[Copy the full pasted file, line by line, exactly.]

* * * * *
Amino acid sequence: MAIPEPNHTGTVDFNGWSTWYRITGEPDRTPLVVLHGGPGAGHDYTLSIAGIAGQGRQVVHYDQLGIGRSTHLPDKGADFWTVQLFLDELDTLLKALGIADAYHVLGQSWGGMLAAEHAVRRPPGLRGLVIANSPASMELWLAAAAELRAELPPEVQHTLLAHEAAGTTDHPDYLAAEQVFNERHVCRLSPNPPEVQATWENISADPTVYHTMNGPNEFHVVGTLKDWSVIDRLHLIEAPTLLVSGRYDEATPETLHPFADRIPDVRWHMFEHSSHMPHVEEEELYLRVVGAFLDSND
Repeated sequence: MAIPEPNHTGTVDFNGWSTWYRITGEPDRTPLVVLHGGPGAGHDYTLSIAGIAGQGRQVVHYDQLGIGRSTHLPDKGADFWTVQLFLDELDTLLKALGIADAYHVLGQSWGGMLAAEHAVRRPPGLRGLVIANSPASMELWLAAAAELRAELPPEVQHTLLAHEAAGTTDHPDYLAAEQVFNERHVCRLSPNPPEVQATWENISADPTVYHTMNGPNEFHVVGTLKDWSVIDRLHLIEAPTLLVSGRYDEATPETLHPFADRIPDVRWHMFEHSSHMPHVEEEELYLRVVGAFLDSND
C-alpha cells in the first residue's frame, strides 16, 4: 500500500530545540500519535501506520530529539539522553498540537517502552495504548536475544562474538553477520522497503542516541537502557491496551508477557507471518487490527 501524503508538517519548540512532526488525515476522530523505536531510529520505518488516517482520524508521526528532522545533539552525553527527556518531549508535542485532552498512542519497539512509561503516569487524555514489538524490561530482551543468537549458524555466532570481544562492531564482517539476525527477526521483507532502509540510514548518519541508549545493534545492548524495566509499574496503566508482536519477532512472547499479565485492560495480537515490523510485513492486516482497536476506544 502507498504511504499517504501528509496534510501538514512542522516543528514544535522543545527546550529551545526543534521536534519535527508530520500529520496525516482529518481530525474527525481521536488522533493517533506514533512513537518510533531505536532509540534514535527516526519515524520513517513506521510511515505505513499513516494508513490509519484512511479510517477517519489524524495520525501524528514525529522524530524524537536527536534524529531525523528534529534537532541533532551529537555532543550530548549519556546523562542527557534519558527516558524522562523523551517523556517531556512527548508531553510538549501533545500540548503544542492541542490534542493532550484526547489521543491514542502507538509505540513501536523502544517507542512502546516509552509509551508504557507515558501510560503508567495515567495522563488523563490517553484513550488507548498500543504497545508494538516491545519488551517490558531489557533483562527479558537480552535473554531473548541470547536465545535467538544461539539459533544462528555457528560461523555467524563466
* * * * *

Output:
Amino acid sequence: MAIPEPNHTGTVDFNGWSTWYRITGEPDRTPLVVLHGGPGAGHDYTLSIAGIAGQGRQVVHYDQLGIGRSTHLPDKGADFWTVQLFLDELDTLLKALGIADAYHVLGQSWGGMLAAEHAVRRPPGLRGLVIANSPASMELWLAAAAELRAELPPEVQHTLLAHEAAGTTDHPDYLAAEQVFNERHVCRLSPNPPEVQATWENISADPTVYHTMNGPNEFHVVGTLKDWSVIDRLHLIEAPTLLVSGRYDEATPETLHPFADRIPDVRWHMFEHSSHMPHVEEEELYLRVVGAFLDSND
Repeated sequence: MAIPEPNHTGTVDFNGWSTWYRITGEPDRTPLVVLHGGPGAGHDYTLSIAGIAGQGRQVVHYDQLGIGRSTHLPDKGADFWTVQLFLDELDTLLKALGIADAYHVLGQSWGGMLAAEHAVRRPPGLRGLVIANSPASMELWLAAAAELRAELPPEVQHTLLAHEAAGTTDHPDYLAAEQVFNERHVCRLSPNPPEVQATWENISADPTVYHTMNGPNEFHVVGTLKDWSVIDRLHLIEAPTLLVSGRYDEATPETLHPFADRIPDVRWHMFEHSSHMPHVEEEELYLRVVGAFLDSND
C-alpha cells in the first residue's frame, strides 16, 4: 500500500530545540500519535501506520530529539539522553498540537517502552495504548536475544562474538553477520522497503542516541537502557491496551508477557507471518487490527 501524503508538517519548540512532526488525515476522530523505536531510529520505518488516517482520524508521526528532522545533539552525553527527556518531549508535542485532552498512542519497539512509561503516569487524555514489538524490561530482551543468537549458524555466532570481544562492531564482517539476525527477526521483507532502509540510514548518519541508549545493534545492548524495566509499574496503566508482536519477532512472547499479565485492560495480537515490523510485513492486516482497536476506544 502507498504511504499517504501528509496534510501538514512542522516543528514544535522543545527546550529551545526543534521536534519535527508530520500529520496525516482529518481530525474527525481521536488522533493517533506514533512513537518510533531505536532509540534514535527516526519515524520513517513506521510511515505505513499513516494508513490509519484512511479510517477517519489524524495520525501524528514525529522524530524524537536527536534524529531525523528534529534537532541533532551529537555532543550530548549519556546523562542527557534519558527516558524522562523523551517523556517531556512527548508531553510538549501533545500540548503544542492541542490534542493532550484526547489521543491514542502507538509505540513501536523502544517507542512502546516509552509509551508504557507515558501510560503508567495515567495522563488523563490517553484513550488507548498500543504497545508494538516491545519488551517490558531489557533483562527479558537480552535473554531473548541470547536465545535467538544461539539459533544462528555457528560461523555467524563466